SSHRC awards Brock University $477,654 for early research

To what extent does an aging population influence policy and financing decisions in the Canadian public health-care system? Does a strong older adult voter constituency win out over a younger, less active taxpayer base wanting to pay fewer taxes?

These are questions Brock Assistant Professor of Economics Teegawende Zeida is tackling in his research project “Aging and Welfare: Analyzing Intergenerational Political Support for Health Financing Policies in Canada.”

“Researchers, policy-makers and groups such as the Canadian Medical Association are greatly concerned about rising costs associated with chronic illness and an aging population,” says Zeida. “Since the government cannot finance everything, we have to take a stand and see how we can handle this.”

Zeida and his team are building an economic computer model that will project the acceptability of various policy decisions based on age, wealth, labour force participation and other factors thanks to the Social Sciences and Humanities Research Council of Canada (SSHRC)’s Insight Development Grant program.

The Insight Development Grants are part of a funding bundle Minister of Transport Pablo Rodriguez announced Wednesday, March 13 on behalf of Minister of Innovation, Science and Industry François-Philippe Champagne.

Brock University was awarded a total $477,654 for nine research projects.

“This investment speaks to the importance of research undertaken by Brock scholars and the depth of the contributions their work makes across multiple areas of Canadian society,” says Michelle McGinn, Acting Brock Vice-President, Research.

Zeida and Associate Professor of Economics Katerina Koka’s economic model will analyze statistics and trends underlying the health-care system.

A key trend is that older Canadians need more health-care services because of a relatively high incidence of chronic illness and are also active voters, while younger Canadians are concerned about rising taxes and are less active voters, says Zeida.

Plugging in a wide variety of factors, the model aims to generate an optimal policy mix that maximizes meeting the health needs of older adults while avoiding a greater tax burden on younger workers, which may act as a disincentive for them to work.

“Understanding which policies are both welfare-enhancing and politically feasible, such as gaining support from an aging electorate, can be valuable in tackling the financial challenges of rising healthcare costs in Canada,” Zeida says.

The nine Brock University projects awarded Insight Development Grant funding are:

  • Curtis Fogel, Associate Professor, Sport Management, Faculty of Applied Health Sciences, “From Systemic Negligence to Systemic Change: Community Anti-Violence Advocates’ Perspectives on Preventing Sexual Assault in Junior Hockey in Canada”
  • Neta Gordon, Professor, English Language and Literature, Faculty of Humanities, “Mapping AnnMarie MacDonald”
  • Rajiv Jhangiani, Associate Professor, Faculty of Education, “Assessing the Maturity and Capacity of Ontario’s Post-secondary Sector to Support Open Educational Practices”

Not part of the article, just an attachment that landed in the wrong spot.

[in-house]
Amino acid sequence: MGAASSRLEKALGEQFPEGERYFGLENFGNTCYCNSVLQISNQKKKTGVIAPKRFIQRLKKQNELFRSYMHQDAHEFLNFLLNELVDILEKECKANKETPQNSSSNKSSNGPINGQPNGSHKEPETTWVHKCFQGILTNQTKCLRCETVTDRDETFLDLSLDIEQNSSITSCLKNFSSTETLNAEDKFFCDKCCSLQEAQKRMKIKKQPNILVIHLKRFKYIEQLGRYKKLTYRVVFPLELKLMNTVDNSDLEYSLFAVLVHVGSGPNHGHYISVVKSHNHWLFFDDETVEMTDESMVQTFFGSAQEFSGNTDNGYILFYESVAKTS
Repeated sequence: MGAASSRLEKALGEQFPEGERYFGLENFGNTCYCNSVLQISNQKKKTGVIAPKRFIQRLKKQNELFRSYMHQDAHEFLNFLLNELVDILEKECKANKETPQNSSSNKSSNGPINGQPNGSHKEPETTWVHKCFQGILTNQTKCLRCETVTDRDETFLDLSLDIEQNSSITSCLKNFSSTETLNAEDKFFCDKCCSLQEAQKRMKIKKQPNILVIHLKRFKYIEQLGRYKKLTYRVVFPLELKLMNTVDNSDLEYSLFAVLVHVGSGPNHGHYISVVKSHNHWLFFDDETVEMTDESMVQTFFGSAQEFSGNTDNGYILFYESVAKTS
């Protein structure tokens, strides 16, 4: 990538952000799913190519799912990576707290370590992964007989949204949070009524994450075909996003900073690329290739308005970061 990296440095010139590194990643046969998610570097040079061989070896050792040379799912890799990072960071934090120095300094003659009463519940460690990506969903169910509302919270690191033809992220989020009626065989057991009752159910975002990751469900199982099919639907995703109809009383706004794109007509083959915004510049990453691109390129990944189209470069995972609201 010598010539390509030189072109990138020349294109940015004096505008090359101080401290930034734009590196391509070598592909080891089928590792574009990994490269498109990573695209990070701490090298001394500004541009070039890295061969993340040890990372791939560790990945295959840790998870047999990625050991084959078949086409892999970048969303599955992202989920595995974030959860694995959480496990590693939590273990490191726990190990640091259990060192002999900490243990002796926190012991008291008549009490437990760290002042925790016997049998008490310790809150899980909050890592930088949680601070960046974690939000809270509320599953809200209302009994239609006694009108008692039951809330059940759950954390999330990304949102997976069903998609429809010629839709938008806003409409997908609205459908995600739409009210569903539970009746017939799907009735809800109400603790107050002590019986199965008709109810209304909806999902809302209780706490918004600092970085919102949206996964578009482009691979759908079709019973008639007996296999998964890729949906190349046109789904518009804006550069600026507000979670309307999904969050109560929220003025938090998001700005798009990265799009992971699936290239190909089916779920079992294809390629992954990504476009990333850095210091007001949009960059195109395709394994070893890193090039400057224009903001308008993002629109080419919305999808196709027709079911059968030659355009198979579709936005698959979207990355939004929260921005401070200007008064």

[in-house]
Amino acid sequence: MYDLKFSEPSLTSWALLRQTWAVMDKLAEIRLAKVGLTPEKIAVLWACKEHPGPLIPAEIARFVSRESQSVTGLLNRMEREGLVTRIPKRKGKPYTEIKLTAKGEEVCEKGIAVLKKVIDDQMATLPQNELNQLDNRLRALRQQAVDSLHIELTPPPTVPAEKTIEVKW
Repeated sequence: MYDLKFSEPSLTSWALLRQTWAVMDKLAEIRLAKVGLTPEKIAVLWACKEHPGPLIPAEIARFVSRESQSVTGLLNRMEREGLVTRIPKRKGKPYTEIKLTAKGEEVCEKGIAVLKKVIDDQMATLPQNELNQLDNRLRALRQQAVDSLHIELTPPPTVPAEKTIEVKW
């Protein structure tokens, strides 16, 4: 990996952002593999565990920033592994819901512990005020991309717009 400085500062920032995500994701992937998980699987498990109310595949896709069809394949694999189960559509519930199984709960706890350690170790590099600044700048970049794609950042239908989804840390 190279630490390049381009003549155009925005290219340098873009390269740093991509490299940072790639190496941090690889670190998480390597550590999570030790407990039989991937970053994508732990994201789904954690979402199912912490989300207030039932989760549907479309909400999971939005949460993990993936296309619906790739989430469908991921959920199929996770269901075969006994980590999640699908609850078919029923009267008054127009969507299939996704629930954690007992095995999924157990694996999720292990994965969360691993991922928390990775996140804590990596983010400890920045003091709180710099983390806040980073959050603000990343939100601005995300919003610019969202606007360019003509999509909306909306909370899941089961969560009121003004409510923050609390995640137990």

• Hunter Knight, Assistant Professor, Child and Youth Studies, Faculty of Social Sciences, “Carcerality, Colonialism, and Cognition: Analyzing the Cultural Cognitive Structures that Uphold the Logics of Seclusion in Schools”
  • Gary Libben, Professor, Applied Linguistics, Faculty of Social Sciences, “New Techniques to Take the Pulse of Written Language Production in Canada”
  • Caitlin Mahy, Professor, Psychology, Faculty of Social Sciences, “Developing and Validating Behavioural Measures of Young Children’s Procrastination”
  • Liam Midzain-Gobin, Assistant Professor, Political Science, Faculty of Social Sciences, “Building Inter-National Sovereignty: The Case of the Big Salmon River”
  • Teegawende Zeida, Assistant Professor, Economics, Faculty of Social Sciences, “Aging and Welfare: Analyzing Intergenerational Political Support for Health Financing Policies in Canada”
  • Dawn Zinga, Professor, Child and Youth Studies, Faculty of Social Sciences, “Mapping Competitive Dancer Development: A Multidisciplinary Examination of Training Trajectories, Injury, Social Comparison, and Well-being”

“The Insight Development Grant Program through the Social Sciences and Humanities Research Council of Canada allows important studies like the nine research projects at Brock to happen,” says Vance Badawey, Member of Parliament for Niagara Centre.

“Investments like this are important to Brock University and the Niagara region, as they allow researchers to develop and build on important knowledge,” he says.

“Brock University’s new research on aging and welfare is a commitment to the well-being of our seniors,” says Chris Bittle, Member of Parliament for St. Catharines. “This research will be crucial to help inform government policies and ensure the welfare of Canadians as they age.”

Insight Development Grants support research in its initial stages. The grants enable the development of new research questions, as well as experimentation with new methods, theoretical approaches and ideas.

Funding is provided for short-term research development projects of up to two years that are proposed by individuals or teams.

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